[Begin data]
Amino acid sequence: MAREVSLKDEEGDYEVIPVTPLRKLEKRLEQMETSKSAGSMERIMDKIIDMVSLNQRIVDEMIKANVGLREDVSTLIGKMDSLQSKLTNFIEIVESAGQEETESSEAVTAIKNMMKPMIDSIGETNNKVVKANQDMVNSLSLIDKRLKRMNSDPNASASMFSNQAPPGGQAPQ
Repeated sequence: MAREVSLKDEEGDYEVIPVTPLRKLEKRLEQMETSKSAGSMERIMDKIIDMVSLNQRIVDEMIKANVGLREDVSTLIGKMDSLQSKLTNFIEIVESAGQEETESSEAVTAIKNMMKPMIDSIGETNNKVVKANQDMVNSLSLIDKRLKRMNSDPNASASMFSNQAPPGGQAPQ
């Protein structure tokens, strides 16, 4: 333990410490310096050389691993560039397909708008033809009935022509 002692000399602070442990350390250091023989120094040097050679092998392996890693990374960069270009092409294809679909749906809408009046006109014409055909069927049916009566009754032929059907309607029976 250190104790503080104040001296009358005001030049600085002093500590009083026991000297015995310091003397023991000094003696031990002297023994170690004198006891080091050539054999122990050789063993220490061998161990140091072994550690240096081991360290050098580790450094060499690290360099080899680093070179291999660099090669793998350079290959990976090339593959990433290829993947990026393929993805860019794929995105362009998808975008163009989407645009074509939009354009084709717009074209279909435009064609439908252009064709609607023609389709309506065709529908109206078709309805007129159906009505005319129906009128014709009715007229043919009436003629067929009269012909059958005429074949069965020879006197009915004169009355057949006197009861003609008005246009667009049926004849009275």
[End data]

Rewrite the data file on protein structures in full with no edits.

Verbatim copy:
Amino acid sequence: MAREVSLKDEEGDYEVIPVTPLRKLEKRLEQMETSKSAGSMERIMDKIIDMVSLNQRIVDEMIKANVGLREDVSTLIGKMDSLQSKLTNFIEIVESAGQEETESSEAVTAIKNMMKPMIDSIGETNNKVVKANQDMVNSLSLIDKRLKRMNSDPNASASMFSNQAPPGGQAPQ
Repeated sequence: MAREVSLKDEEGDYEVIPVTPLRKLEKRLEQMETSKSAGSMERIMDKIIDMVSLNQRIVDEMIKANVGLREDVSTLIGKMDSLQSKLTNFIEIVESAGQEETESSEAVTAIKNMMKPMIDSIGETNNKVVKANQDMVNSLSLIDKRLKRMNSDPNASASMFSNQAPPGGQAPQ
């Protein structure tokens, strides 16, 4: 333990410490310096050389691993560039397909708008033809009935022509 002692000399602070442990350390250091023989120094040097050679092998392996890693990374960069270009092409294809679909749906809408009046006109014409055909069927049916009566009754032929059907309607029976 250190104790503080104040001296009358005001030049600085002093500590009083026991000297015995310091003397023991000094003696031990002297023994170690004198006891080091050539054999122990050789063993220490061998161990140091072994550690240096081991360290050098580790450094060499690290360099080899680093070179291999660099090669793998350079290959990976090339593959990433290829993947990026393929993805860019794929995105362009998808975008163009989407645009074509939009354009084709717009074209279909435009064609439908252009064709609607023609389709309506065709529908109206078709309805007129159906009505005319129906009128014709009715007229043919009436003629067929009269012909059958005429074949069965020879006197009915004169009355057949006197009861003609008005246009667009049926004849009275």